As such, both types of sentences were considered to be ungrammatical by the researchers, as well as by participants in an offline grammaticality judgment. However, in an electro-encephalography (EEG) experiment, only sentences of the type of (17) induced a so-called P600-effect at the finite verb [grinds]. The event-related potential P600 is a well-known effect as used in EEG-experiments, and is typically assumed to reflect difficulties in processing of a morphosyntactic violation (Kutas & Hillyard, 1980). Finding a P600-effect time-locked to the present tensed verb when it violated a past time frame is indicative of participants’ encountering the mismatch as described above. No such effect was found for violation of a present time frame by a past tensed verb, which leads to the interpretation that no mismatch between [now] and [ground] has occurred for participants in this study. This can be easily explained if one takes into account that now can be used to refer to a time in the past.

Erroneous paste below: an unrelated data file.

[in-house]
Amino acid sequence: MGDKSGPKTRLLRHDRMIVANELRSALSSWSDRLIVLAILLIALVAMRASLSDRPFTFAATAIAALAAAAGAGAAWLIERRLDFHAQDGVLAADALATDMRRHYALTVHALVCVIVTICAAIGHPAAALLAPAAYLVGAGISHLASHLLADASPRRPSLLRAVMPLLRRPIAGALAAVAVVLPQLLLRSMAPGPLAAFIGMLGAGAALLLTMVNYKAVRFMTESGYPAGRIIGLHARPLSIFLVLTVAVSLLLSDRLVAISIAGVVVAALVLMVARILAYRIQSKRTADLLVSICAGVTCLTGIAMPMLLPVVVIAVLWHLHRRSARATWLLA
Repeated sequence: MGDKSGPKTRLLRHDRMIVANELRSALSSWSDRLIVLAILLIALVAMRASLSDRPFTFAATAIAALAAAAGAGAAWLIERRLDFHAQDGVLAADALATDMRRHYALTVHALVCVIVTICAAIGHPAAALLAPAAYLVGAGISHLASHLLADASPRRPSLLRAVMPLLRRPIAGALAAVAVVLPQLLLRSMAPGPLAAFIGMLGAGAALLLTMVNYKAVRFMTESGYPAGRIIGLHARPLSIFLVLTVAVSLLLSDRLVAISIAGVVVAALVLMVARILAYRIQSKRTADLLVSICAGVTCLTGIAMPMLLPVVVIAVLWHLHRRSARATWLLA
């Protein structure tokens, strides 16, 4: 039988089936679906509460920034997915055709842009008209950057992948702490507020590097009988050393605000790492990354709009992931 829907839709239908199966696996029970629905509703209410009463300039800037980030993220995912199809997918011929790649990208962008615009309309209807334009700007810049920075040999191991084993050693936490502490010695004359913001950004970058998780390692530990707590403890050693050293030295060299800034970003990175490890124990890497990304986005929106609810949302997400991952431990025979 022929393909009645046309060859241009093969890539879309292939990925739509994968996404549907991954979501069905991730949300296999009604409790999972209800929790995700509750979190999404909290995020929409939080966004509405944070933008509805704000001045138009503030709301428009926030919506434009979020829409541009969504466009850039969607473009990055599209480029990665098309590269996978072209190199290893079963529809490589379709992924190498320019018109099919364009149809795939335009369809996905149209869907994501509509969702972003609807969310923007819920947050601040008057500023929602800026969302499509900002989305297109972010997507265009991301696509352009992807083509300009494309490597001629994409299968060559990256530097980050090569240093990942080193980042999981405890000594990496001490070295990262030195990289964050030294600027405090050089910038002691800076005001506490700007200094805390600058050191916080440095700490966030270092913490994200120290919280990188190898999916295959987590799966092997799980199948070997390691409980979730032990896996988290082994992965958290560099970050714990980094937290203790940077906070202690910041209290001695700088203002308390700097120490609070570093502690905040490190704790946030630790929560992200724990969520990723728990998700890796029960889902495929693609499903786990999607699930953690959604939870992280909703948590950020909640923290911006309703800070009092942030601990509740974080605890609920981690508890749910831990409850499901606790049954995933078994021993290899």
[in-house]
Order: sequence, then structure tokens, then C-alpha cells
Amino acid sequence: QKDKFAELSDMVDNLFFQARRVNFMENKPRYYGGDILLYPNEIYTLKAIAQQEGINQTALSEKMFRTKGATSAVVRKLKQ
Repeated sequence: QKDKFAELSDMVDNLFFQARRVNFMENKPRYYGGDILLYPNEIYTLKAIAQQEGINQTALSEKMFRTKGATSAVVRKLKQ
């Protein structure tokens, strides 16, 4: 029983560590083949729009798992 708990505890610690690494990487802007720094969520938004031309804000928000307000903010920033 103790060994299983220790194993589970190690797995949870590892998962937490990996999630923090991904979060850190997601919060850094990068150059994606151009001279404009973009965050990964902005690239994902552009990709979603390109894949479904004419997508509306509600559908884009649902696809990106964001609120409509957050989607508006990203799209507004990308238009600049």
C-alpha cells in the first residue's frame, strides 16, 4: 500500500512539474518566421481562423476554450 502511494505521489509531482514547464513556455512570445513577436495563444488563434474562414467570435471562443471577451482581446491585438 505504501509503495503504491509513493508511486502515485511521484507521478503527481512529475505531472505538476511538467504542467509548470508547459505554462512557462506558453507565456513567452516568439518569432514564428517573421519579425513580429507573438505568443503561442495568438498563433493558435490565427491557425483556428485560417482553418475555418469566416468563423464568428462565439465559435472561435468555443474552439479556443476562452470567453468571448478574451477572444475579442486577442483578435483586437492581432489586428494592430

There are many interesting points emerging from this passage. The most noticeable one is that, while the two sentences both count as tense violation, the combination ‘just’/present-tensed verb produced the P-600 effect, suggesting that participants found it ‘weird’, whereas the combination ‘now’/past-tensed verb did not. Brederoo took these results to strongly suggest that Recanati is right in claiming that ‘now’ can be used to refer to any point in time, having a contrastive rather than indexical function. Now, although I am quite unsure of the naturalness of many of the examples used to illustrate Recanati’s contrastive theory (and thus I am not convinced that ‘now’ is indeed regularly used to refer to the past), I am inclined to agree that these results do seem to point in the direction of Recanati’s contrastive account.